“Whenever I had a client where this has happened, they are shocked to hear the government can do this,” he said.

Prior to 2000, civil forfeiture among law enforcement agencies went virtually unchecked. But instances of abuse led to a landmark federal law, the Civil Asset Forfeiture Reform Act.

The practice varies widely from state to state depending, in part, on laws there.

The Institute for Justice tracks civil forfeiture and grades states on their laws. Maine got a B+ in its most recent report, largely because its forfeiture proceeds go into the state’s general fund rather than to specific departments. Other states allow law enforcement agencies to directly profit from civil forfeitures they conduct themselves, or put proceeds into a special crime fighting fund, which also could incentivize forfeiture.

The DOJ’s new directive takes that even further: It allows state or local agencies to circumvent their own laws by partnering with federal agencies on adoptive seizures. For instance, Maine State Police could make a seizure of $100,000 related to suspected drug trafficking. That money, per state law, would then go directly into the general fund. But if the state police worked with federal authorities – the Drug Enforcement Administration, for instance – it could receive 80 percent of that total directly.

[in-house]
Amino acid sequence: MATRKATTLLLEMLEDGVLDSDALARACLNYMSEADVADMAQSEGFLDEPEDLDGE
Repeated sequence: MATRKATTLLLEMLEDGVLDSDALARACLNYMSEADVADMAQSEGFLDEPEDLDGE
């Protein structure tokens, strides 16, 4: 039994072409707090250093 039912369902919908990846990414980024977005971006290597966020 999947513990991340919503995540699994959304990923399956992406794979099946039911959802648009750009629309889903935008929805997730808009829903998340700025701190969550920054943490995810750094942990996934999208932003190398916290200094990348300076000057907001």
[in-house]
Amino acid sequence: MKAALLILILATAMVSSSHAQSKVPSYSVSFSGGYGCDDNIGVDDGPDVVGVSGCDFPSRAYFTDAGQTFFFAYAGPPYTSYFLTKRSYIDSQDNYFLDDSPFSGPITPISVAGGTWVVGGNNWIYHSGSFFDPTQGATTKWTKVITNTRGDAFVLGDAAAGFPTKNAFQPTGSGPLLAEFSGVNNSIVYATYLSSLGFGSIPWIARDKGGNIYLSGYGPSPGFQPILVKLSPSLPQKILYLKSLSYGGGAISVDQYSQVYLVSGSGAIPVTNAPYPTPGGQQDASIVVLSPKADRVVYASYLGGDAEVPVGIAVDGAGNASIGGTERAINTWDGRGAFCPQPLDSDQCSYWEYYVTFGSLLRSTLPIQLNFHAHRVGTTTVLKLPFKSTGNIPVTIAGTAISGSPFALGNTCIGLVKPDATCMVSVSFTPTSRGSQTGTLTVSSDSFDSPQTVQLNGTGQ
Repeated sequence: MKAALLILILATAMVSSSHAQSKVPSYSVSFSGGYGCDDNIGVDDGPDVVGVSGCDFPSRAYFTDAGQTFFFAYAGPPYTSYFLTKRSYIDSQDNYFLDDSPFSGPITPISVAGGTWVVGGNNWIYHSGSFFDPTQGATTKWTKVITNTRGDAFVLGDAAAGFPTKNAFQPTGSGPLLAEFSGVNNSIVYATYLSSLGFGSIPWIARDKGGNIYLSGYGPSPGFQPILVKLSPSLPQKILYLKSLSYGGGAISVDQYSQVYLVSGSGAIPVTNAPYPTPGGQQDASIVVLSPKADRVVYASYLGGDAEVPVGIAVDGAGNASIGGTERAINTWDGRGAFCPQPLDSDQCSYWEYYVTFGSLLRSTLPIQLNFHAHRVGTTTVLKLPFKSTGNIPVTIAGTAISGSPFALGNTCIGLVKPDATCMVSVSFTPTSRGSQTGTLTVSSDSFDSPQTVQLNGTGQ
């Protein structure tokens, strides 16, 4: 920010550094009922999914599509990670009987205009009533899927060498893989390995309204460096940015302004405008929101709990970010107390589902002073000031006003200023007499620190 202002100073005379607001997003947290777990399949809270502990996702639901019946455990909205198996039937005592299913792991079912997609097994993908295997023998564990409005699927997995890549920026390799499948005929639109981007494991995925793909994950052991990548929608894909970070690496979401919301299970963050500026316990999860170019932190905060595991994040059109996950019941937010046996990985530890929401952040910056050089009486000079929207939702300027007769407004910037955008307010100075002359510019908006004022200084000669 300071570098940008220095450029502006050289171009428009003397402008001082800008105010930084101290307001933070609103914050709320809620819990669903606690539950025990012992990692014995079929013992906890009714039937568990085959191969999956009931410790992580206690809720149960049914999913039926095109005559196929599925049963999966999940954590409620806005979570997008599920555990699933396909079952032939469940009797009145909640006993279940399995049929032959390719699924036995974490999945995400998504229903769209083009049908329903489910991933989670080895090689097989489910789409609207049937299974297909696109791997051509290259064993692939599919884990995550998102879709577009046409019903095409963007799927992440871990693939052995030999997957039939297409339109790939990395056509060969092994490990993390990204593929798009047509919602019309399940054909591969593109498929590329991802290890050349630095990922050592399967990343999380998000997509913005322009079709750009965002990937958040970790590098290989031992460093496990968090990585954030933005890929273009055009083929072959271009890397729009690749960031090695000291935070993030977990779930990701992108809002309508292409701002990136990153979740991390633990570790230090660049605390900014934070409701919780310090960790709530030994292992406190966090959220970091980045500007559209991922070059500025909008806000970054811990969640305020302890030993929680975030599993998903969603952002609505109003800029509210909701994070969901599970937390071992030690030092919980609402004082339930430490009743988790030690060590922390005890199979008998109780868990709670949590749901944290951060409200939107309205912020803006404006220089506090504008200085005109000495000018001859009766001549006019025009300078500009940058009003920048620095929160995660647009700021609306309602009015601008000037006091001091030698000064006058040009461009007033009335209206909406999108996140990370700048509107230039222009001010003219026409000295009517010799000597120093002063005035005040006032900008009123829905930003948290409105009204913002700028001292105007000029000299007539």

In 2014, the year before the practice of adoptive seizures was halted, approximately $65 million in assets were seized nationwide.

Robert Everett Johnson, an attorney at the Institute for Justice, sharply criticized the new directive in a Politico piece in July.

“By reauthorizing adoptive seizures, the attorney general’s policy will allow state police to circumvent protections for property rights put in place by state legislatures,” he wrote. “Worse, because proceeds from the sale go to state law enforcement, the federal government actually pays state police to circumvent their own law. It’s practically an open invitation to corruption and abuse.”


The Institute for Justice found that Maine law enforcement agencies participated sparingly in the DOJ’s sharing program. Between 2000 and 2013, law enforcement agencies received nearly $5.8 million in DOJ equitable sharing proceeds – only about $400,000 per calendar year. Only four states received less.

“We have some good laws in place right now that sets us apart from some other states,” said Brakey, the state senator and now U.S. Senate candidate.


Brakey sponsored a bill this past session that would have required the owner of a property to be convicted of a crime before that property could be forfeited. It also would have prohibited state or local agencies from referring or transferring property to a federal agency. The bill failed.

Brakey said the lack of support for his bill doesn’t give him confidence that trying again next session makes sense. But if the new DOJ directive leads to more potential abuse, he would reconsider.